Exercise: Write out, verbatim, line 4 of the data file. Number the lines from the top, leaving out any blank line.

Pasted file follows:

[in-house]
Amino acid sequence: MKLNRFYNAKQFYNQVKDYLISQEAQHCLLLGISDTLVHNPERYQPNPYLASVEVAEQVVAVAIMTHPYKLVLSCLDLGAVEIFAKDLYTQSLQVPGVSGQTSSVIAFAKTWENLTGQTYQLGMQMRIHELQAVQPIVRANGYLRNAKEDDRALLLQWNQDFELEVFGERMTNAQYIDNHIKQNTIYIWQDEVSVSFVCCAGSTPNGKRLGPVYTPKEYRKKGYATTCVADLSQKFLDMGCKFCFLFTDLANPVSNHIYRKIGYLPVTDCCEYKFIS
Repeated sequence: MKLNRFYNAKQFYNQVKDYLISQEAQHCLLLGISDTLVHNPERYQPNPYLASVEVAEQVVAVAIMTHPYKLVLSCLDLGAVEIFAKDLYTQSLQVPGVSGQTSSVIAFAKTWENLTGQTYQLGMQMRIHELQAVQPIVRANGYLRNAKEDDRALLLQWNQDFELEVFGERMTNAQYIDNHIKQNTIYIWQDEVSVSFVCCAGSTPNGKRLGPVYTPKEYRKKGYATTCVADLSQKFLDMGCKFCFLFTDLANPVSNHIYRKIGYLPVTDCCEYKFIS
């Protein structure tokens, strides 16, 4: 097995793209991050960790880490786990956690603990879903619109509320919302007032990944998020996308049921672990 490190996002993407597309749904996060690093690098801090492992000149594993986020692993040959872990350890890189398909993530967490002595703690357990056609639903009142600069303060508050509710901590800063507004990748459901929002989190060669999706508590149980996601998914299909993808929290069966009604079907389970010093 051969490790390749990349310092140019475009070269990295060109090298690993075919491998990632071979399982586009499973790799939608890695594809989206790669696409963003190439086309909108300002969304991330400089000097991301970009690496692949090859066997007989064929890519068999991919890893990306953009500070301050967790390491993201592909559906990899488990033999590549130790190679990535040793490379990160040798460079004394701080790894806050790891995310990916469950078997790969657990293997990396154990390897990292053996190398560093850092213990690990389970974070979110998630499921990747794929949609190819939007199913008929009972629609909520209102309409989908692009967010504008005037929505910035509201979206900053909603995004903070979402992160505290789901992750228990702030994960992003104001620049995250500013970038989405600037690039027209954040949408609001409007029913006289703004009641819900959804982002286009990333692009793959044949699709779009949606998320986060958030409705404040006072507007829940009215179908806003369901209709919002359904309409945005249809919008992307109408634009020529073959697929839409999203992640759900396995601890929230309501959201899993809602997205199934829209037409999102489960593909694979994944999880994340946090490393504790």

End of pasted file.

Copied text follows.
């Protein structure tokens, strides 16, 4: 097995793209991050960790880490786990956690603990879903619109509320919302007032990944998020996308049921672990 490190996002993407597309749904996060690093690098801090492992000149594993986020692993040959872990350890890189398909993530967490002595703690357990056609639903009142600069303060508050509710901590800063507004990748459901929002989190060669999706508590149980996601998914299909993808929290069966009604079907389970010093 051969490790390749990349310092140019475009070269990295060109090298690993075919491998990632071979399982586009499973790799939608890695594809989206790669696409963003190439086309909108300002969304991330400089000097991301970009690496692949090859066997007989064929890519068999991919890893990306953009500070301050967790390491993201592909559906990899488990033999590549130790190679990535040793490379990160040798460079004394701080790894806050790891995310990916469950078997790969657990293997990396154990390897990292053996190398560093850092213990690990389970974070979110998630499921990747794929949609190819939007199913008929009972629609909520209102309409989908692009967010504008005037929505910035509201979206900053909603995004903070979402992160505290789901992750228990702030994960992003104001620049995250500013970038989405600037690039027209954040949408609001409007029913006289703004009641819900959804982002286009990333692009793959044949699709779009949606998320986060958030409705404040006072507007829940009215179908806003369901209709919002359904309409945005249809919008992307109408634009020529073959697929839409999203992640759900396995601890929230309501959201899993809602997205199934829209037409999102489960593909694979994944999880994340946090490393504790």